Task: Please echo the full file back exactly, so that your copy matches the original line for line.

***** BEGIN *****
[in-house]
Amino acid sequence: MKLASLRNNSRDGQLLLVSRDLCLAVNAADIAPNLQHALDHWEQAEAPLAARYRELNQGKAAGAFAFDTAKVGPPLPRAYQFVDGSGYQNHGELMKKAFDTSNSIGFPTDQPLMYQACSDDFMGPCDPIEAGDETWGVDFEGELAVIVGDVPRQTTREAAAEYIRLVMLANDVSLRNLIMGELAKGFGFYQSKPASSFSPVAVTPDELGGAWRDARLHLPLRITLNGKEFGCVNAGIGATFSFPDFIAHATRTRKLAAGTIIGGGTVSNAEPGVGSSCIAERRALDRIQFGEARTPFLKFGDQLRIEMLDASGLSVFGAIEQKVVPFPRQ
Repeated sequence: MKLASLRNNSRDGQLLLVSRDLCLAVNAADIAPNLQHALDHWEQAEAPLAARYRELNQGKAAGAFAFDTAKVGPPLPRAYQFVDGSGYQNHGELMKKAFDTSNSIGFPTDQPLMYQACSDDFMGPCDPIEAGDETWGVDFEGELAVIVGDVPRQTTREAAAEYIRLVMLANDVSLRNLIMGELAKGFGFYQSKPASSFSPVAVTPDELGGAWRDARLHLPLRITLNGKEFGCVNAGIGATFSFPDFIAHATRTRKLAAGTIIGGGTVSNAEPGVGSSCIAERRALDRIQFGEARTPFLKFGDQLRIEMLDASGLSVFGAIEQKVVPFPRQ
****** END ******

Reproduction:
[in-house]
Amino acid sequence: MKLASLRNNSRDGQLLLVSRDLCLAVNAADIAPNLQHALDHWEQAEAPLAARYRELNQGKAAGAFAFDTAKVGPPLPRAYQFVDGSGYQNHGELMKKAFDTSNSIGFPTDQPLMYQACSDDFMGPCDPIEAGDETWGVDFEGELAVIVGDVPRQTTREAAAEYIRLVMLANDVSLRNLIMGELAKGFGFYQSKPASSFSPVAVTPDELGGAWRDARLHLPLRITLNGKEFGCVNAGIGATFSFPDFIAHATRTRKLAAGTIIGGGTVSNAEPGVGSSCIAERRALDRIQFGEARTPFLKFGDQLRIEMLDASGLSVFGAIEQKVVPFPRQ
Repeated sequence: MKLASLRNNSRDGQLLLVSRDLCLAVNAADIAPNLQHALDHWEQAEAPLAARYRELNQGKAAGAFAFDTAKVGPPLPRAYQFVDGSGYQNHGELMKKAFDTSNSIGFPTDQPLMYQACSDDFMGPCDPIEAGDETWGVDFEGELAVIVGDVPRQTTREAAAEYIRLVMLANDVSLRNLIMGELAKGFGFYQSKPASSFSPVAVTPDELGGAWRDARLHLPLRITLNGKEFGCVNAGIGATFSFPDFIAHATRTRKLAAGTIIGGGTVSNAEPGVGSSCIAERRALDRIQFGEARTPFLKFGDQLRIEMLDASGLSVFGAIEQKVVPFPRQ